Worcester County Liquor Board Faulted
By Ben Mook
Daily Record Business Writer
Posted: 7:00 pm Sun, December 12, 2010
An investigation into allegations of price discrimination for sweetheart deals on wine and liquor made to some bars in and around Ocean City could lead to the abolishment of the agency in charge of spirit and wine sales in Worcester County.
Maryland Comptroller Peter Franchot’s office’s investigation of the Worcester County Liquor Control Board has found “substantial” evidence the agency had broken state law. Restaurants, bars and package stores in Worcester, Montgomery, Wicomico and Somerset counties must buy wine and spirits from their county’s liquor control board. Stores in Maryland’s other jurisdictions can buy directly from wholesalers.
Franchot’s investigation, which was concluded last week, turned up evidence of price discrimination and ethics violations at Worcester’s LCB. The agency faces a public hearing, possible fines and the potential it could be abolished in the next legislative session.
“The reason this is troubling is that it’s a legislatively created, publicly regulated liquor board,” Franchot said. “It is important that the businesses and visitors to Ocean City have confidence that they’re not getting ripped off by price rigging or price fixing.”
A field investigator from the comptroller’s office first learned that the Worcester LCB had been selling liter bottles of Stoli Ohranj Vodka for $5 to some customers despite having paid $16.26 per bottle from the supplier. Further investigation of invoices revealed others customers paid $8.74 or even $22.99 per bottle.
The LCB said it offered the $5 a bottle promotion due to a $52,000 credit from the supplier that allowed it to knock down the price. However, the supplier told the comptroller’s investigator the credit was only $3,000.
The LCB is required to offer the same price on wine and spirits to all license holders, and is not allowed to sell product below cost.
The investigation also revealed the agency had been giving away commercial strength juicing machines and printing menus for liquor retailers in Ocean City. It is a state ethics violation for the LCB to give away items a licensed retailer would otherwise have to pay for.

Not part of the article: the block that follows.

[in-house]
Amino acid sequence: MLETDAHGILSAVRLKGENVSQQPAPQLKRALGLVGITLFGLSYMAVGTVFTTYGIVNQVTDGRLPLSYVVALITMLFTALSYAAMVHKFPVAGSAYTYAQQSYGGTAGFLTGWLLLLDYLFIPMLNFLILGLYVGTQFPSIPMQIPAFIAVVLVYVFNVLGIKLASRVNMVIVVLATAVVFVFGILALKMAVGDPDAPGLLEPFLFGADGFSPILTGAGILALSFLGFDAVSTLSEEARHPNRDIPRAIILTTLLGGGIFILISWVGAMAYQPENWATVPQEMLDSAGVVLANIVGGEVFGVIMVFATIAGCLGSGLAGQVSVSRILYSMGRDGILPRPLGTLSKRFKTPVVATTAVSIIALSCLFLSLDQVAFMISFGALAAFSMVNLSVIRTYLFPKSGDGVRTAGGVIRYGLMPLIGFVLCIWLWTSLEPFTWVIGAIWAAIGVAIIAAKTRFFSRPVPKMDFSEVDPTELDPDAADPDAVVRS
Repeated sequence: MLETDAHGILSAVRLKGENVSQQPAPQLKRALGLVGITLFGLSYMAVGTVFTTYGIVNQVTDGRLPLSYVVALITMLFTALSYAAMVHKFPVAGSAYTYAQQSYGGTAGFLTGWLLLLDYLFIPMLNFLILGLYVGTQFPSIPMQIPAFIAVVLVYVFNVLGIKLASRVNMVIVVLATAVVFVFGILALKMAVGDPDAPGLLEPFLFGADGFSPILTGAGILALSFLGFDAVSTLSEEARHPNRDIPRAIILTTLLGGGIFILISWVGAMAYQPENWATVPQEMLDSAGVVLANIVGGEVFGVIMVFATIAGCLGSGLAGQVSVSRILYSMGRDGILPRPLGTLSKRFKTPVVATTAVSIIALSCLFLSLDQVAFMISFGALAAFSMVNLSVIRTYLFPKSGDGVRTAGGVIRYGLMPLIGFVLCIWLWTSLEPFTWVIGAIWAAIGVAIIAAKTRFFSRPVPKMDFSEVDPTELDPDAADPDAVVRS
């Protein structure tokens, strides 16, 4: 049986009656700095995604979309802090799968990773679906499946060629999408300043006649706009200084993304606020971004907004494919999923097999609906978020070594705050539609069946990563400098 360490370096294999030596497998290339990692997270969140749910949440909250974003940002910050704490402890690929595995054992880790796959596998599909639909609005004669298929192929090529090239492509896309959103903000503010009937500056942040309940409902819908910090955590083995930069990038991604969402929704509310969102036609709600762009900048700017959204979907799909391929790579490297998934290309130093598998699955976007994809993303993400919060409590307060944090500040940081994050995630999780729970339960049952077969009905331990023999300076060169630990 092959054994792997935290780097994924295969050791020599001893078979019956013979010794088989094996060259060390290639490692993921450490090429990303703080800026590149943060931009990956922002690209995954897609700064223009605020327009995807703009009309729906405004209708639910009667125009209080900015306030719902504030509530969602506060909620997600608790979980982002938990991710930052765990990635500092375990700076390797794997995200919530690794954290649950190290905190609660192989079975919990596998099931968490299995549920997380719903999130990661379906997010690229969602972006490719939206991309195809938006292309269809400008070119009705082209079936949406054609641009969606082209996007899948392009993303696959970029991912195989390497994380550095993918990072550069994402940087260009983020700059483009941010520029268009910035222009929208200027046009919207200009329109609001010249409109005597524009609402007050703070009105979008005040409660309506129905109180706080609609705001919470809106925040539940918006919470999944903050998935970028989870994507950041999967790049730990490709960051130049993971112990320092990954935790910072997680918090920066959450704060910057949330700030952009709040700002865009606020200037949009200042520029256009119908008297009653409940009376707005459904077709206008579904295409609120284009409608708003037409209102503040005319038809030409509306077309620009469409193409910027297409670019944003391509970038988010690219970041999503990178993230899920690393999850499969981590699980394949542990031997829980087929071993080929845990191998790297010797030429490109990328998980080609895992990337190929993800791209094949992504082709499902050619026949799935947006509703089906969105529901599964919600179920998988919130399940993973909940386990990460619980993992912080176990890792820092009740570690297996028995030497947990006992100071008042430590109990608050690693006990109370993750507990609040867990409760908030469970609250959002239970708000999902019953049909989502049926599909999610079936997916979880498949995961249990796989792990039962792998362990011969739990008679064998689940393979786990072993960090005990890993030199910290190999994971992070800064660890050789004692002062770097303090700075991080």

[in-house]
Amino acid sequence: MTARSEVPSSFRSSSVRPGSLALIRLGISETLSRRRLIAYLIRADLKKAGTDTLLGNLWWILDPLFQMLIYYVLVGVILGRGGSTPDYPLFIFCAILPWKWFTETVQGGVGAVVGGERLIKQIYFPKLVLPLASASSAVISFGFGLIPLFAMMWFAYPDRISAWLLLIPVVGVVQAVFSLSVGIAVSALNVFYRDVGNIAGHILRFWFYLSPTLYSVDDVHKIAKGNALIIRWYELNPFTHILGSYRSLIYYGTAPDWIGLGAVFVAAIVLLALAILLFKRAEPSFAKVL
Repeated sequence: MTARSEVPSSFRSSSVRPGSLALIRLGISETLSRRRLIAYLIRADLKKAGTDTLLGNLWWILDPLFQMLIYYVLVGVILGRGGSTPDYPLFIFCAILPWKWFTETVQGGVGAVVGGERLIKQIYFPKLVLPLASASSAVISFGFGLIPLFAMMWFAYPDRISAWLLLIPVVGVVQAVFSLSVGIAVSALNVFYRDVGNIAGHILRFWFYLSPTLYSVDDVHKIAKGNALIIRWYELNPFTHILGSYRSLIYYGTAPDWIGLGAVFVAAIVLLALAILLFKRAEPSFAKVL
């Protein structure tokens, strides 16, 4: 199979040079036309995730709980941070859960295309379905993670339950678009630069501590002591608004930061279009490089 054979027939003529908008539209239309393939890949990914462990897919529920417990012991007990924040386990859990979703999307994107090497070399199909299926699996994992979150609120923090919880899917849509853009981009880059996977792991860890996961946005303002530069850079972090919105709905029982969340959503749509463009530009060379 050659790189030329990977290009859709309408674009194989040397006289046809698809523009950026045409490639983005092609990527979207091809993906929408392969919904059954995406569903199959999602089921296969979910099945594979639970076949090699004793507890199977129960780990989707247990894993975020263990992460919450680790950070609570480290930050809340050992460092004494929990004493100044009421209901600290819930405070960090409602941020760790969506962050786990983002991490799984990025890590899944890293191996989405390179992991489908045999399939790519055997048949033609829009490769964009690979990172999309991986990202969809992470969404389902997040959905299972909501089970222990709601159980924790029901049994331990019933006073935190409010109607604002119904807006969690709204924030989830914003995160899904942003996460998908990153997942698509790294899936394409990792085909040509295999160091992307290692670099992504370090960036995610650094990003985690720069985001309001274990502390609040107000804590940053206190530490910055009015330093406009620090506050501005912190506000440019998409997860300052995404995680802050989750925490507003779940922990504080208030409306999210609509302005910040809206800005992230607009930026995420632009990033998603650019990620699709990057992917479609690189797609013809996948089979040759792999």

William L. Wilkinson, a Worcester LCB board member, said the violations were technical in nature, and that the agency has taken responsibility for the mistakes that led to the investigation.
“We have admitted that there were technical violations,” he said. “There were no criminal violations. It did not put money in the LCB’s pocket. Everything was done to benefit the licensees.”
The Worcester County Licensed Beverage Association has been critical of the LCB and has supported the abolishment of the agency.
“We definitely feel vindicated, we’ve had these allegations for the last year or two,” said Douglas Buxbaum, owner of Buxy’s Salty Dog in Ocean City and president of the Worcester County Licensed Beverage Association. “When you have a monopoly like the LCB, and there’s price discrimination, then that cuts right into every small business owner. It’s great if you get that low price, but you can’t just pick and choose who’s going to get the deal.”
Worcester County’s Liquor Control Board was created by the state Legislature, works within a set framework of laws and is overseen by an appointed board of three commissioners.
Sen. James N. Mathias, D-Worcester, Somerset and Wicomico, the former mayor of Ocean City, has said that he would introduce a bill to abolish the Worcester LCB if the allegations were borne out and a plan created that would assure the county and municipalities continue to receive revenue from sales.
“They need to come up with a revenue source, and if they do that then I will stand by what I said earlier and put in a bill to abolish it,” Mathias said.
Franchot said if the legislation were introduced to abolish the LCB it would have his backing based on what came out in the investigation.
“These kinds of violations go to the heart of small business,” Franchot said. “It’s probably better that we move forward and put this back in the hands of the private sector, which is much more effective and does a better job with alcohol sales.”
Wilkinson, though, said he is confident the agency can address the violations, fix what needs to be fixed and continue to serve the people of the county as it has for decades.
“I think it would be a tremendous loss to the people of Worcester County if we are abolished,” Wilkinson said. “And, if we were, I think the licensees would find that we were not as bad as they think we are.”